IPACK block was first described by Sinha et al. in 2012,[9] with the aim to block the articular branches of the sciatic nerve supplying the posterior capsule of knee joint. The injection is made between the popliteal vessels and capsule of the knee joint where these sensory branches run. In a study by Kandarian et al.,[10] the authors found that the addition of IPACK to the existing multimodal analgesic protocol significantly reduces the pain scores in the immediate postoperative period. Similarly, in a meta-analysis by Guo et al.,[11] the authors found that the addition of IPACK to the ACB is a good technique for pain management following total knee arthroplasties. However, in other studies, the block is found to have no effect on opioid consumption, length of stay, and adverse events within 30 days.[12],[13] Moreover, due to its close proximity to the surgical site, the block should be performed under strict aseptic precautions.

Selective sensory blocks are the need of the hour, but in reality, we are still in search of the one. In addition to ACB and IPACK blocks, other sensory blocks such as selective blockade of nerve to vastus lateralis, and nerve to vastus intermedius are described in the literature, but the evidence is lacking to recommend their routine use. Future research must be aimed at modifying the present techniques, finding newer sensory blocks, and throwing more light in determining the role of such motor-sparing sensory blocks in the present multimodal analgesic regimen.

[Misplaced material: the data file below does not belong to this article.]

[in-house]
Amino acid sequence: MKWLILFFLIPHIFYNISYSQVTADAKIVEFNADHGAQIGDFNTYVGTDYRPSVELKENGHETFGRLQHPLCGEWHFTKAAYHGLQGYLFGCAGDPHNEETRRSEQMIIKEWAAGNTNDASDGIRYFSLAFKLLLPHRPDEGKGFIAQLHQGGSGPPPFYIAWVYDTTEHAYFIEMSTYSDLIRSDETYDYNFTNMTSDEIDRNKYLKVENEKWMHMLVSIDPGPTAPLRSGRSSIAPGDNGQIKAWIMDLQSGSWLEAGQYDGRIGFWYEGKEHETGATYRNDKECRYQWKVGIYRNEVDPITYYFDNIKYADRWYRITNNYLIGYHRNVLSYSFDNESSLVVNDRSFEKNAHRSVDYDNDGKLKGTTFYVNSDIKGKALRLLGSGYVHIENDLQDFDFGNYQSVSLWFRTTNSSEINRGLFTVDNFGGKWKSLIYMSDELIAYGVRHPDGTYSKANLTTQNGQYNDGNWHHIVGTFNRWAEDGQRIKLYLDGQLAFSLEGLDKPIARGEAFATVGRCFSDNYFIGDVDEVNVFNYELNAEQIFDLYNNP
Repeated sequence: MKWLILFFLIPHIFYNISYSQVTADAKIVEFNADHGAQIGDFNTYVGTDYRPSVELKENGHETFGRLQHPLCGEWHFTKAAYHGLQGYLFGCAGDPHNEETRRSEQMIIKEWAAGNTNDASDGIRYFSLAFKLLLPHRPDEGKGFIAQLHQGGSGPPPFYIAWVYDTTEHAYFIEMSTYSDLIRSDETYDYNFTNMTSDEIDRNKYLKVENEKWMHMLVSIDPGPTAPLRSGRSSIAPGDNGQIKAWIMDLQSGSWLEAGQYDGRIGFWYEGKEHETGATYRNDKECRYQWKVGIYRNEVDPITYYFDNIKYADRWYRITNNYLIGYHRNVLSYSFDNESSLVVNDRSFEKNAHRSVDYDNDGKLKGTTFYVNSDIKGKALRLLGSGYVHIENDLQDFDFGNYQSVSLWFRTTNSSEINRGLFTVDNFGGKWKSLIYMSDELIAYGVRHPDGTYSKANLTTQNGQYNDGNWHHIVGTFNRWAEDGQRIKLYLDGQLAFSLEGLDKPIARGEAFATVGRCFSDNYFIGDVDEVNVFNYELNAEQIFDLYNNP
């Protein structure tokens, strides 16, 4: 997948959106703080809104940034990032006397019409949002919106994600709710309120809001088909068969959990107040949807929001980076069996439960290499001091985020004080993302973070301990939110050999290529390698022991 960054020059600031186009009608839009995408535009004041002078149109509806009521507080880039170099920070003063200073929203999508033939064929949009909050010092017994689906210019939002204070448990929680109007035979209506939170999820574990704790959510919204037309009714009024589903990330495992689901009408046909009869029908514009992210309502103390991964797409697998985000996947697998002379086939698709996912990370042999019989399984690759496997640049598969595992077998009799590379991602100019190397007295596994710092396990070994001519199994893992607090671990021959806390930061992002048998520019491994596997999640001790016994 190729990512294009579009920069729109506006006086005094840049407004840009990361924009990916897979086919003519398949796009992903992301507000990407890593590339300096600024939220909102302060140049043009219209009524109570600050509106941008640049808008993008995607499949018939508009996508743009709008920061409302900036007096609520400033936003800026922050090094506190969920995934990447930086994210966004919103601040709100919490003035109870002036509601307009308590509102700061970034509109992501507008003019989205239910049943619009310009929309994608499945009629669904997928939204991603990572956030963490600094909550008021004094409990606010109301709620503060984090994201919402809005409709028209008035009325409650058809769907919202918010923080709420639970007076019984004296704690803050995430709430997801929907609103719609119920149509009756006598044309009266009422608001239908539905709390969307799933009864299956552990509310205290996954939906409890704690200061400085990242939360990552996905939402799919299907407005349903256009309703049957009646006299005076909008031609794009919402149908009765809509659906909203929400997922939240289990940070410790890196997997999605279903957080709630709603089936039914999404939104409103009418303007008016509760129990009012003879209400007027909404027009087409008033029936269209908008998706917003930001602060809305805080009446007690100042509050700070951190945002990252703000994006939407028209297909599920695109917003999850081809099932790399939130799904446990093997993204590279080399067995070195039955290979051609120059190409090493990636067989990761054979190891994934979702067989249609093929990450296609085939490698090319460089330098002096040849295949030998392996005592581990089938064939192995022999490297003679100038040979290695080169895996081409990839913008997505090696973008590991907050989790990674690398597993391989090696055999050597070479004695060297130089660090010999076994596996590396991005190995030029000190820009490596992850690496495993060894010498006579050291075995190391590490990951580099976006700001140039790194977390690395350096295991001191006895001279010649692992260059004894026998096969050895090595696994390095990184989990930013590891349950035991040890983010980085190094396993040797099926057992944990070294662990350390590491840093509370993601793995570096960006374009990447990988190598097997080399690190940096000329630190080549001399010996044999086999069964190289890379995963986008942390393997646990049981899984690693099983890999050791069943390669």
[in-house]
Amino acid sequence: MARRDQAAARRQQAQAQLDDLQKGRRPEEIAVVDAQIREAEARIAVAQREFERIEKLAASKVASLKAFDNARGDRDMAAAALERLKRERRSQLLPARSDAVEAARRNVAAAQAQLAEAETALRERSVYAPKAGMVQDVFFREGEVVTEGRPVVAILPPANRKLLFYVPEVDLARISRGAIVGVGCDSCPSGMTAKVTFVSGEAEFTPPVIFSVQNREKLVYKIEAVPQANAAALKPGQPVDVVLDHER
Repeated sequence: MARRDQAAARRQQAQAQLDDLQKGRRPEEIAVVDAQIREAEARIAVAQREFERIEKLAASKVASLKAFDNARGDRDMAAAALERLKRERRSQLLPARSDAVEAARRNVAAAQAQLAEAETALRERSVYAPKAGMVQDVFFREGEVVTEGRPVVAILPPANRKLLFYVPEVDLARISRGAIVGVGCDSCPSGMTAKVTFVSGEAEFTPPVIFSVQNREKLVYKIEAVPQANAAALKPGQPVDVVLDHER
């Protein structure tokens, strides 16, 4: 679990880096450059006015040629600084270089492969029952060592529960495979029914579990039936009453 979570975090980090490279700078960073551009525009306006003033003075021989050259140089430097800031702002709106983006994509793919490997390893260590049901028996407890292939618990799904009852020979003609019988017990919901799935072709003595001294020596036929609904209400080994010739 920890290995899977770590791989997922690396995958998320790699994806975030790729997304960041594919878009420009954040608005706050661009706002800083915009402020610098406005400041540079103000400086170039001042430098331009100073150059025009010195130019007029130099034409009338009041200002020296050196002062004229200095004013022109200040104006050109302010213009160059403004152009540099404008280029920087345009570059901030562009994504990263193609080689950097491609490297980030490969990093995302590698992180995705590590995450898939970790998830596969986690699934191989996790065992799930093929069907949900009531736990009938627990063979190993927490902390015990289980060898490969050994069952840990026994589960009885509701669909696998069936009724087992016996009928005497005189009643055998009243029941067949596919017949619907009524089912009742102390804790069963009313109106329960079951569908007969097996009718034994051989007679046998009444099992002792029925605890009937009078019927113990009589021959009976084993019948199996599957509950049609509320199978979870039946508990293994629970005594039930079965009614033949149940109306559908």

References Top

1.
Marty P, Chassery C, Rontes O, Vuillaume C, Basset B, Merouani M, et al. Combined proximal or distal nerve blocks for postoperative analgesia after total knee arthroplasty: A randomised controlled trial. Br J Anaesth 2022;129:427-34.  Back to cited text no. 1
    
2.
Franco CD, Buvanendran A, Petersohn JD, Menzies RD, Menzies LP. Innervation of the anterior capsule of the human knee: Implications for radiofrequency ablation. Reg Anesth Pain Med 2015;40:363-8.  Back to cited text no. 2
    
3.
Tran J, Peng PW, Gofeld M, Chan V, Agur AM. Anatomical study of the innervation of posterior knee joint capsule: Implication for image-guided intervention. Reg Anesth Pain Med 2019;44:234-8.  Back to cited text no. 3
    
4.